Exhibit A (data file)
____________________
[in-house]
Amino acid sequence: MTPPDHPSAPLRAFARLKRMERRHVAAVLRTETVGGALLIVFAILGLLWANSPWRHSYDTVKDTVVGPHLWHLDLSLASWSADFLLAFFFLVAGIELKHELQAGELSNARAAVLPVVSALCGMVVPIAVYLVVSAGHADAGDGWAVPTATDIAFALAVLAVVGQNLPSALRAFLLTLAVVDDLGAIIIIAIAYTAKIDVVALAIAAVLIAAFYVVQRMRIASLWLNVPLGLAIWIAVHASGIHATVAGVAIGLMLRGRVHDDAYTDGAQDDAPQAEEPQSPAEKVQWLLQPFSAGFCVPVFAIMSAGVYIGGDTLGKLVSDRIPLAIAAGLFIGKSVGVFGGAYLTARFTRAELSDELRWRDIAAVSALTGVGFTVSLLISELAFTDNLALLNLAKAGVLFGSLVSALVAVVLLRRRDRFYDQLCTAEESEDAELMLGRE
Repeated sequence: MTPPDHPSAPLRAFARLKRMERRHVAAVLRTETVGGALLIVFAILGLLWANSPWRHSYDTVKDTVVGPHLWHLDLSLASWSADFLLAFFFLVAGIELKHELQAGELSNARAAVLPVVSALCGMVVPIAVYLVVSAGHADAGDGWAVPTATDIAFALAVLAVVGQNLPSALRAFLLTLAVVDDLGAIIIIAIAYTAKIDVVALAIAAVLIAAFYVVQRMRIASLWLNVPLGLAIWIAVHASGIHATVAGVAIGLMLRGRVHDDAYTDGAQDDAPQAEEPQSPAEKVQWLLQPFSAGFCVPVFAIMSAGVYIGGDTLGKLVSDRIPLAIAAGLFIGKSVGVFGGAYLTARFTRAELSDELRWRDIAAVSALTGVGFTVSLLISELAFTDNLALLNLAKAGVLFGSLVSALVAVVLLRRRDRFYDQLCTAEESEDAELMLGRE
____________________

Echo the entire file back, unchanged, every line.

[in-house]
Amino acid sequence: MTPPDHPSAPLRAFARLKRMERRHVAAVLRTETVGGALLIVFAILGLLWANSPWRHSYDTVKDTVVGPHLWHLDLSLASWSADFLLAFFFLVAGIELKHELQAGELSNARAAVLPVVSALCGMVVPIAVYLVVSAGHADAGDGWAVPTATDIAFALAVLAVVGQNLPSALRAFLLTLAVVDDLGAIIIIAIAYTAKIDVVALAIAAVLIAAFYVVQRMRIASLWLNVPLGLAIWIAVHASGIHATVAGVAIGLMLRGRVHDDAYTDGAQDDAPQAEEPQSPAEKVQWLLQPFSAGFCVPVFAIMSAGVYIGGDTLGKLVSDRIPLAIAAGLFIGKSVGVFGGAYLTARFTRAELSDELRWRDIAAVSALTGVGFTVSLLISELAFTDNLALLNLAKAGVLFGSLVSALVAVVLLRRRDRFYDQLCTAEESEDAELMLGRE
Repeated sequence: MTPPDHPSAPLRAFARLKRMERRHVAAVLRTETVGGALLIVFAILGLLWANSPWRHSYDTVKDTVVGPHLWHLDLSLASWSADFLLAFFFLVAGIELKHELQAGELSNARAAVLPVVSALCGMVVPIAVYLVVSAGHADAGDGWAVPTATDIAFALAVLAVVGQNLPSALRAFLLTLAVVDDLGAIIIIAIAYTAKIDVVALAIAAVLIAAFYVVQRMRIASLWLNVPLGLAIWIAVHASGIHATVAGVAIGLMLRGRVHDDAYTDGAQDDAPQAEEPQSPAEKVQWLLQPFSAGFCVPVFAIMSAGVYIGGDTLGKLVSDRIPLAIAAGLFIGKSVGVFGGAYLTARFTRAELSDELRWRDIAAVSALTGVGFTVSLLISELAFTDNLALLNLAKAGVLFGSLVSALVAVVLLRRRDRFYDQLCTAEESEDAELMLGRE